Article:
I could run a ton of other reasons off why your social media strategy sucks, but I think you get the gist. Some of it might be you, the complainer’s fault; some of it might be your boss and his or her whip cracking on you.

But it’s not a lost cause. It doesn’t need to be this way.

Everything can be turned around; all courses can be plotted again and new directions taken when an obstacle or turbulence kicks in. Just because you think it sucks now doesn’t mean it can’t suck a whole lot less in a fairly short amount of time.

  • Stop acting on what works for others and build for what works for you.
  • Take advice with a grain of salt and ask if that great post is really talking to you, or just talking (albeit greatly).
  • Write your own books. They don’t need to be physical – successful campaigns are books, just in a different format.
  • Think with the endgame in mind, or don’t play the game, period.

Bad strategy sucks, not social media. But then isn’t that true for everything?

image: JKonig
image: successfromthenest

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Why Your Social Media Strategy Sucks

Thursday, January 6, 2011

Tuesday, January 4, 2011

Exploring the Twitterverse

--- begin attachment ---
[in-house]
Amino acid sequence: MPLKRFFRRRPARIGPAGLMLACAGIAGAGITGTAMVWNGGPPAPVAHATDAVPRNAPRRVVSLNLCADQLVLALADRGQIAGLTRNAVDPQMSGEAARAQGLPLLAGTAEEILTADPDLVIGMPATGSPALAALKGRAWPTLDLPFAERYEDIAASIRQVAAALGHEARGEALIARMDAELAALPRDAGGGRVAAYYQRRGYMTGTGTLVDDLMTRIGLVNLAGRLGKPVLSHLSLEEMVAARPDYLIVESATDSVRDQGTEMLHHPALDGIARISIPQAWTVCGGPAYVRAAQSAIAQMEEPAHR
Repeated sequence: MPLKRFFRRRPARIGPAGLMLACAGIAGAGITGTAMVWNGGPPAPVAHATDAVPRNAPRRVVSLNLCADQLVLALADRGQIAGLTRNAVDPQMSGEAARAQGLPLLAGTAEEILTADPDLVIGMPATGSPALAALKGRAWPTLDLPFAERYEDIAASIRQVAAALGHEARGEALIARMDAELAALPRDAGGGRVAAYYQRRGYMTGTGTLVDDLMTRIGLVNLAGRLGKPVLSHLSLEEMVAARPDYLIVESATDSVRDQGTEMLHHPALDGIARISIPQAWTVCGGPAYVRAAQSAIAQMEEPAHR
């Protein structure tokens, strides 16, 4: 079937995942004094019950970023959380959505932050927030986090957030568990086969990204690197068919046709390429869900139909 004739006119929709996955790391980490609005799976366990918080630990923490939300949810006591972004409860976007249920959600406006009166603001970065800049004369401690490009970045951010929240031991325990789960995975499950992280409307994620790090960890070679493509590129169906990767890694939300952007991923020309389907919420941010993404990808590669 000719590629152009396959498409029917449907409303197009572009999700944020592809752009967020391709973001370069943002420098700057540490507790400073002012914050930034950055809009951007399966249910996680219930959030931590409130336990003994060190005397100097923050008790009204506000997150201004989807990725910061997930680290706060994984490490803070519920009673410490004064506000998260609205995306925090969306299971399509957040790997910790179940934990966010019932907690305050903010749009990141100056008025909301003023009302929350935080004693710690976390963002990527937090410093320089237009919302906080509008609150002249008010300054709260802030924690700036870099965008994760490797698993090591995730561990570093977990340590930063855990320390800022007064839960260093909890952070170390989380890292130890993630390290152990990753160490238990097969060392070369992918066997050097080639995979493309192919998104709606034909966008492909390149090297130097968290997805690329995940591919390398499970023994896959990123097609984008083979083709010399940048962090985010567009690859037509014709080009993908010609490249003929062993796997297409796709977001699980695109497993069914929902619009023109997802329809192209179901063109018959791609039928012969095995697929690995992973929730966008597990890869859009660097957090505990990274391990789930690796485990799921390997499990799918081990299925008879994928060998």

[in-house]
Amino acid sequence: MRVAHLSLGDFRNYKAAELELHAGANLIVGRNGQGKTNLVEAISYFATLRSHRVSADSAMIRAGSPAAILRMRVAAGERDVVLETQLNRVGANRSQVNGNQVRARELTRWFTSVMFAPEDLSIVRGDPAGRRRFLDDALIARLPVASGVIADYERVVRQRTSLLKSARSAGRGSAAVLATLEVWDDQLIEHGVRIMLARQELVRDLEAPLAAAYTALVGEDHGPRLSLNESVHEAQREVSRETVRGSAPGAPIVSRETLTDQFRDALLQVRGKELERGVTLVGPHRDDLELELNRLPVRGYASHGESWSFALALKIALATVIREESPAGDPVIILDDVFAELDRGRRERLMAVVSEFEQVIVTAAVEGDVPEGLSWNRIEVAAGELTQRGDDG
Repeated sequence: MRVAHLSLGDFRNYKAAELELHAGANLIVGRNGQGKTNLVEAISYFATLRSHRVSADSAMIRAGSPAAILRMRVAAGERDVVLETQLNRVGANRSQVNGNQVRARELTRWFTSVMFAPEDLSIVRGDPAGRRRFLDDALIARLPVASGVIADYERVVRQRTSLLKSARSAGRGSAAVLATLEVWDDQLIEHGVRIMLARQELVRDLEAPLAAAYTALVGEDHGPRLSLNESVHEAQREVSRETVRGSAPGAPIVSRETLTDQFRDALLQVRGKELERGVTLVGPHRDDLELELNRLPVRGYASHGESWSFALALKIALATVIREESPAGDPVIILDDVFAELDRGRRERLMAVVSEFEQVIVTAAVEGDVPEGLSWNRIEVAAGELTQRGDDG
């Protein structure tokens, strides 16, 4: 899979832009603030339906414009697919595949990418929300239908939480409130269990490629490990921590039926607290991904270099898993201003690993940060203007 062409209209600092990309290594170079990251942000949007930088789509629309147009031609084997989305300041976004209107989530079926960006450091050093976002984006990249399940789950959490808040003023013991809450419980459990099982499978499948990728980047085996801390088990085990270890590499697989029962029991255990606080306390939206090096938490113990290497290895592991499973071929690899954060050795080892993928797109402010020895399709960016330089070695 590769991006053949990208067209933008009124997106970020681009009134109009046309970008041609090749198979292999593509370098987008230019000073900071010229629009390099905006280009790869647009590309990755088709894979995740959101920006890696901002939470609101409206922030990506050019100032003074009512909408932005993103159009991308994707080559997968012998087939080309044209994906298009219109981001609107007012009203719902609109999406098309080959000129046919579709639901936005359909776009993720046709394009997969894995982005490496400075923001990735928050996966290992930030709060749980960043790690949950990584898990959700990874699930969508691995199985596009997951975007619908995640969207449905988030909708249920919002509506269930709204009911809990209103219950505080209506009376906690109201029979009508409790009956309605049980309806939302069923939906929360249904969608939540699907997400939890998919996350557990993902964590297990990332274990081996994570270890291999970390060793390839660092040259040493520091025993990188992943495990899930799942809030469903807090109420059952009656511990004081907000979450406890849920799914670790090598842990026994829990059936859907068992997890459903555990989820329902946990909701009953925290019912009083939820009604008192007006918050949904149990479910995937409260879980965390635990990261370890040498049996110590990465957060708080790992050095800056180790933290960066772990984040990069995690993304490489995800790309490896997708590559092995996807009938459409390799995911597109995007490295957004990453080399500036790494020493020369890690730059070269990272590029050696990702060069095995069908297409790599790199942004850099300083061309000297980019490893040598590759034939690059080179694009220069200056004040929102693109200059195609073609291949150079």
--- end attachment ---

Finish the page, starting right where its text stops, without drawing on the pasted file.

I'd love to see this intertwined into the social media compass and the Conversation Prism

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Exploring the Twitterverse

Happy New Year!

Twitter officially launched to the public in July 2006. By 2008, the universe of applications developed to enhance the Twitter experience was boundless. While the ecosystem was burgeoning with apps, the ability to track and manage the apps designed for specific purposes was elusive.

I spent the better part of Fall 2008 studying and organizing the available Twitter apps available for new marketing, community management, and customer service professionals. Once organized, I published Twitter Tools for Marketing and Community Professionals on October 17, 2008. I actively curated and modified the list for several months. However, the rate of new and abandoned applications was too much for one person to manage. Instead, I focused my spare time and resources on helping Laura Fitton (@pistachio) and her team launch, a comprehensive social app directory for all things Twitter. I remain as an advisor to this day.

The Twitterverse (Alpha)

To commemorate the move, I partnered once again with Jesse Thomas and JESS3 to visualize the most effective and productive tools for Twitter. In May 2009, we introduced the alpha of the Twitterverse (below). Unlike the Conversation Prism, the Twitterverse was not originally designed as a transmedia object, simply a social object packaged in the form of an infographic. The image never made it to 1.0 status as I dove head first into Engage and several other business endeavors. After all of this time, I felt the need to revisit this visual as the Twitter ecosystem only continues to gain in prominence in our digital culture.

In 2010, I focused my limited free time on the refresh of the Conversation Prism. Once that project was completed, I then blasted off toward the Twitterverse to rethink the methodology and ultimately the visual of the Twitterverse with the JESS3 team. Here we are, 20 months later, and I can’t believe this day is finally here.

Introducing The Twitterverse version 1.0